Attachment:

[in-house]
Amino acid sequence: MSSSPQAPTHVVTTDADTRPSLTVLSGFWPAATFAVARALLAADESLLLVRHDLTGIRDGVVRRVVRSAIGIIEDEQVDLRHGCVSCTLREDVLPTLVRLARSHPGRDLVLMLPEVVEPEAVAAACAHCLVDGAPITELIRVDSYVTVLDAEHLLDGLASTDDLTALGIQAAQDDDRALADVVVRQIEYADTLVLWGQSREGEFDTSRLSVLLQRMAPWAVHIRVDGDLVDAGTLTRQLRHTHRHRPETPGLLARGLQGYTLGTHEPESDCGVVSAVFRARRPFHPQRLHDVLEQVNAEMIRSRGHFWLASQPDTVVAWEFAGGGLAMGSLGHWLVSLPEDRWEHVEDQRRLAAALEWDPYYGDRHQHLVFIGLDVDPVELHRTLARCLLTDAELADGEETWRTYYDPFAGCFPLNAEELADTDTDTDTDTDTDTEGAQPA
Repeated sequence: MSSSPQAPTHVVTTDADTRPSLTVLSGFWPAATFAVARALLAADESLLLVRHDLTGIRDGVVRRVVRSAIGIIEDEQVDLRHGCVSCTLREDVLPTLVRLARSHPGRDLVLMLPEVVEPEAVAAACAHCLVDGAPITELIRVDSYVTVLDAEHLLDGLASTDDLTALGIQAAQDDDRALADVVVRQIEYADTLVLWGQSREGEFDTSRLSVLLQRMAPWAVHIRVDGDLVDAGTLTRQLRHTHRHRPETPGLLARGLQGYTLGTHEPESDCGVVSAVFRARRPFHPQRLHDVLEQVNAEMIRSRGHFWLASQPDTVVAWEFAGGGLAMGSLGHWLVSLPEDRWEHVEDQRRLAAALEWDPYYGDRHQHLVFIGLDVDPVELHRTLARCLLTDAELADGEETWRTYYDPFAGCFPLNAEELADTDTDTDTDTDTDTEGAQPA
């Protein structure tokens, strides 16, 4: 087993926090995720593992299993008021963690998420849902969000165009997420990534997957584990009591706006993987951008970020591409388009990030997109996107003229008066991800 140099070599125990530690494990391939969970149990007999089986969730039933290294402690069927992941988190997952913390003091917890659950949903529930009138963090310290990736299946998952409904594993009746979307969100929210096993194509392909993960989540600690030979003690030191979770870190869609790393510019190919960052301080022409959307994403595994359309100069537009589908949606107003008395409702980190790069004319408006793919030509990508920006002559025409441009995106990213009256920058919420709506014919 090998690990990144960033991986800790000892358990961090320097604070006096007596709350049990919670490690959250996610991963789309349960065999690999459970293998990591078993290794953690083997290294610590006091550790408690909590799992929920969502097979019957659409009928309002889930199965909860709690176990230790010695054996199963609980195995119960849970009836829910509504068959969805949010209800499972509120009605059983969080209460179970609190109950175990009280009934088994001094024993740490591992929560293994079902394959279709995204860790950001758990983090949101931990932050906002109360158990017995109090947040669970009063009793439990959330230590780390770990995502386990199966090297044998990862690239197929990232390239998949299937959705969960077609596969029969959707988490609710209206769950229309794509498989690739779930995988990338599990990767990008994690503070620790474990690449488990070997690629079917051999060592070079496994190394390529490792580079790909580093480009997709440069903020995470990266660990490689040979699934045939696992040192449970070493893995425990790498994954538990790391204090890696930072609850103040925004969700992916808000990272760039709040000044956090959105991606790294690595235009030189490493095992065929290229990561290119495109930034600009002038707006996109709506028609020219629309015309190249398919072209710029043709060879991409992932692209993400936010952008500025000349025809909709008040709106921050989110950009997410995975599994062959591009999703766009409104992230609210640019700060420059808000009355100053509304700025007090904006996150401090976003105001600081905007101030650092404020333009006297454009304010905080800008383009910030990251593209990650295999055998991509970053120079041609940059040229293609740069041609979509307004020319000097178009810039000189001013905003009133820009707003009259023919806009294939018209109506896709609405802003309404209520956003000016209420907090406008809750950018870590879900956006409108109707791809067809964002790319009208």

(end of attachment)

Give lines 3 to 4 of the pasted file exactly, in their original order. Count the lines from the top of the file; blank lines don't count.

Repeated sequence: MSSSPQAPTHVVTTDADTRPSLTVLSGFWPAATFAVARALLAADESLLLVRHDLTGIRDGVVRRVVRSAIGIIEDEQVDLRHGCVSCTLREDVLPTLVRLARSHPGRDLVLMLPEVVEPEAVAAACAHCLVDGAPITELIRVDSYVTVLDAEHLLDGLASTDDLTALGIQAAQDDDRALADVVVRQIEYADTLVLWGQSREGEFDTSRLSVLLQRMAPWAVHIRVDGDLVDAGTLTRQLRHTHRHRPETPGLLARGLQGYTLGTHEPESDCGVVSAVFRARRPFHPQRLHDVLEQVNAEMIRSRGHFWLASQPDTVVAWEFAGGGLAMGSLGHWLVSLPEDRWEHVEDQRRLAAALEWDPYYGDRHQHLVFIGLDVDPVELHRTLARCLLTDAELADGEETWRTYYDPFAGCFPLNAEELADTDTDTDTDTDTDTEGAQPA
């Protein structure tokens, strides 16, 4: 087993926090995720593992299993008021963690998420849902969000165009997420990534997957584990009591706006993987951008970020591409388009990030997109996107003229008066991800 140099070599125990530690494990391939969970149990007999089986969730039933290294402690069927992941988190997952913390003091917890659950949903529930009138963090310290990736299946998952409904594993009746979307969100929210096993194509392909993960989540600690030979003690030191979770870190869609790393510019190919960052301080022409959307994403595994359309100069537009589908949606107003008395409702980190790069004319408006793919030509990508920006002559025409441009995106990213009256920058919420709506014919 090998690990990144960033991986800790000892358990961090320097604070006096007596709350049990919670490690959250996610991963789309349960065999690999459970293998990591078993290794953690083997290294610590006091550790408690909590799992929920969502097979019957659409009928309002889930199965909860709690176990230790010695054996199963609980195995119960849970009836829910509504068959969805949010209800499972509120009605059983969080209460179970609190109950175990009280009934088994001094024993740490591992929560293994079902394959279709995204860790950001758990983090949101931990932050906002109360158990017995109090947040669970009063009793439990959330230590780390770990995502386990199966090297044998990862690239197929990232390239998949299937959705969960077609596969029969959707988490609710209206769950229309794509498989690739779930995988990338599990990767990008994690503070620790474990690449488990070997690629079917051999060592070079496994190394390529490792580079790909580093480009997709440069903020995470990266660990490689040979699934045939696992040192449970070493893995425990790498994954538990790391204090890696930072609850103040925004969700992916808000990272760039709040000044956090959105991606790294690595235009030189490493095992065929290229990561290119495109930034600009002038707006996109709506028609020219629309015309190249398919072209710029043709060879991409992932692209993400936010952008500025000349025809909709008040709106921050989110950009997410995975599994062959591009999703766009409104992230609210640019700060420059808000009355100053509304700025007090904006996150401090976003105001600081905007101030650092404020333009006297454009304010905080800008383009910030990251593209990650295999055998991509970053120079041609940059040229293609740069041609979509307004020319000097178009810039000189001013905003009133820009707003009259023919806009294939018209109506896709609405802003309404209520956003000016209420907090406008809750950018870590879900956006409108109707791809067809964002790319009208």